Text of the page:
The crown jewel of Tulare County parks is probably Mooney Grove Park, the 104-acre remnant of the oak forest that once dominated the region.
Located south of Visalia, the land for the park was sold by the Mooney family to the county in 1909, and Johannes Reimers designed it (as well as Roeding Park in Fresno.)
Mooney Grove remains popular for picnics and family reunions, but the county said it’s time for fresh thinking about additional public uses of the park in the 21st century.
The county hired Kleinfelder consulting company in Fresno to brainstorm ideas.
Last week, the Board of Supervisors unanimously approved the Mooney Grove Park 20-year Conceptual Master Plan, which recommends what to keep, what to relegate to the past, and what new features to add.
Design, location, funding and construction of recommended changes would come later.
The plan envisions a “park within a park,” said Dan Veyna, principal landscape architect at Sierra Designs, Inc. in Visalia, which assisted Kleinfelder.
Roads in the center of the park would be closed to traffic and the paving removed, allowing the public to better enjoy the interior. There would be paved paseos for walking, jogging, baby strollers and cruiser bicycles.
No mature oak trees would be removed.
The park contains a collection of historic buildings from around the county. The plan calls for relocating them inside the park to create a traditional Main Street in a western town theme.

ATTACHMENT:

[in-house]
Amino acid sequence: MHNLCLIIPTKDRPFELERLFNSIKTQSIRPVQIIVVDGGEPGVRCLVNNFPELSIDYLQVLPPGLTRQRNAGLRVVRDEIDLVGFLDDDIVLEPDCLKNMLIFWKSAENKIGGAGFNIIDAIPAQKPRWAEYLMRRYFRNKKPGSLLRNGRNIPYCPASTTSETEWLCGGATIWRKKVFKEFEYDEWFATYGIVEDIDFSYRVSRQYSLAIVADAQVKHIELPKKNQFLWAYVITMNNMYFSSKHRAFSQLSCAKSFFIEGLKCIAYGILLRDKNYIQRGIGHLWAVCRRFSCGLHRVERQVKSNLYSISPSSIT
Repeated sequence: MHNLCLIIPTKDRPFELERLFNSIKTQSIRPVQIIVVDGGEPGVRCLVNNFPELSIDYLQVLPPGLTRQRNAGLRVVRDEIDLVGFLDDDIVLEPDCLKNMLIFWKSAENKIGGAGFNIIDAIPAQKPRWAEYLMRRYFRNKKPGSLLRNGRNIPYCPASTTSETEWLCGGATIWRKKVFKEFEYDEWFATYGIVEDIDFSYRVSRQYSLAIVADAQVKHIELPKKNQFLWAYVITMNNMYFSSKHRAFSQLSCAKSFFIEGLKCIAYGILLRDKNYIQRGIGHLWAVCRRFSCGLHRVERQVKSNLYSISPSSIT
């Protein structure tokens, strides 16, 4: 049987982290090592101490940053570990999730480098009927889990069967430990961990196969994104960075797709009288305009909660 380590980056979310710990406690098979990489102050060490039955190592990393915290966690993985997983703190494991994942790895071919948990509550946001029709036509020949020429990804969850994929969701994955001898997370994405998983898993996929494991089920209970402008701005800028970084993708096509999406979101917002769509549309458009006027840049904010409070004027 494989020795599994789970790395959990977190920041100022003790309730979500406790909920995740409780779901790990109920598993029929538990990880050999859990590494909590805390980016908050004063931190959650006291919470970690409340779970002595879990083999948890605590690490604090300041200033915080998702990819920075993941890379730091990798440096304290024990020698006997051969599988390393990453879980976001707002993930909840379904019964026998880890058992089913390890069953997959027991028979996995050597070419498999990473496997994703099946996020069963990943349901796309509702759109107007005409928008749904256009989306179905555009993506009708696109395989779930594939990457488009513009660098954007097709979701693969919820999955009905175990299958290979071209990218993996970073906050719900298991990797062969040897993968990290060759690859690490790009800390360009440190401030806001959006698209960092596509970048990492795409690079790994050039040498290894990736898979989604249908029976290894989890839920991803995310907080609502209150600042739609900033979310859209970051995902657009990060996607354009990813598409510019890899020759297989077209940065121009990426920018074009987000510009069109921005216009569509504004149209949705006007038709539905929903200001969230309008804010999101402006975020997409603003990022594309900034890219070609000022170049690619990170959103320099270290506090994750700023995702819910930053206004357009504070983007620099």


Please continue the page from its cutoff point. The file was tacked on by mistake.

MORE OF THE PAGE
The plan also recommends moving the park entrance from busy Mooney Boulevard — traffic backs up on busy days — to the side entrance on Avenue 272.
Supervisor Phil Cox said he’d like to see the entrance moved as soon as possible.
Also in the plan are more picnic arbors; a water play feature; a relocated veterans memorial; landscaping of Cameron Creek; pedestrian bridges over the creek; and other ideas.
CIVILIANS: The Tulare County Sheriff’s Department is “civilianizing” jobs once held by officers.
The strategy saves money and “puts boots on the ground,” Sheriff Mike Boudreaux said.
Four people have been hired so far, replacing officers of various ranks:
• Megan Rapozo, staff services analyst.
• Mandi VanBuren, field evidence technician.
• Lisa Brown, records clerk supervisor.
• James Chavez, pilot.